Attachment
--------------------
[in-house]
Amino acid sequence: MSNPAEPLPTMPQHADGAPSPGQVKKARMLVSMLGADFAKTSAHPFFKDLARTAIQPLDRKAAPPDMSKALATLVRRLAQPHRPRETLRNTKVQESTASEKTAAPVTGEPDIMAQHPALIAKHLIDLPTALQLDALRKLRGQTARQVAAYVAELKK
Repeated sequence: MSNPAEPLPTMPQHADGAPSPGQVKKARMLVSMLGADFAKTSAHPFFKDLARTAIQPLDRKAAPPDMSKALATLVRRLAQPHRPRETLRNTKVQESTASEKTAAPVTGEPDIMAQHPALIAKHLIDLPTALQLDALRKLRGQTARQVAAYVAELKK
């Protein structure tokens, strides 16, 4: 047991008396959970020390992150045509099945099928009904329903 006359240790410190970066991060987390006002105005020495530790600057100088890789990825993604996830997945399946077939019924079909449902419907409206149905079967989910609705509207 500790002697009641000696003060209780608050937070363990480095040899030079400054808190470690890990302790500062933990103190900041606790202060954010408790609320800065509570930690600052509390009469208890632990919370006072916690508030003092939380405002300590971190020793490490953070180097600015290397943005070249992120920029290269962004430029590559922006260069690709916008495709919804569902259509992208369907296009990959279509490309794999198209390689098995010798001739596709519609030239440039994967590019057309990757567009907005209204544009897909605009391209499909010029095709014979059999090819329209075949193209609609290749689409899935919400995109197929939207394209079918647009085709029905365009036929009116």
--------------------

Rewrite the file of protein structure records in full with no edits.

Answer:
[in-house]
Amino acid sequence: MSNPAEPLPTMPQHADGAPSPGQVKKARMLVSMLGADFAKTSAHPFFKDLARTAIQPLDRKAAPPDMSKALATLVRRLAQPHRPRETLRNTKVQESTASEKTAAPVTGEPDIMAQHPALIAKHLIDLPTALQLDALRKLRGQTARQVAAYVAELKK
Repeated sequence: MSNPAEPLPTMPQHADGAPSPGQVKKARMLVSMLGADFAKTSAHPFFKDLARTAIQPLDRKAAPPDMSKALATLVRRLAQPHRPRETLRNTKVQESTASEKTAAPVTGEPDIMAQHPALIAKHLIDLPTALQLDALRKLRGQTARQVAAYVAELKK
């Protein structure tokens, strides 16, 4: 047991008396959970020390992150045509099945099928009904329903 006359240790410190970066991060987390006002105005020495530790600057100088890789990825993604996830997945399946077939019924079909449902419907409206149905079967989910609705509207 500790002697009641000696003060209780608050937070363990480095040899030079400054808190470690890990302790500062933990103190900041606790202060954010408790609320800065509570930690600052509390009469208890632990919370006072916690508030003092939380405002300590971190020793490490953070180097600015290397943005070249992120920029290269962004430029590559922006260069690709916008495709919804569902259509992208369907296009990959279509490309794999198209390689098995010798001739596709519609030239440039994967590019057309990757567009907005209204544009897909605009391209499909010029095709014979059999090819329209075949193209609609290749689409899935919400995109197929939207394209079918647009085709029905365009036929009116």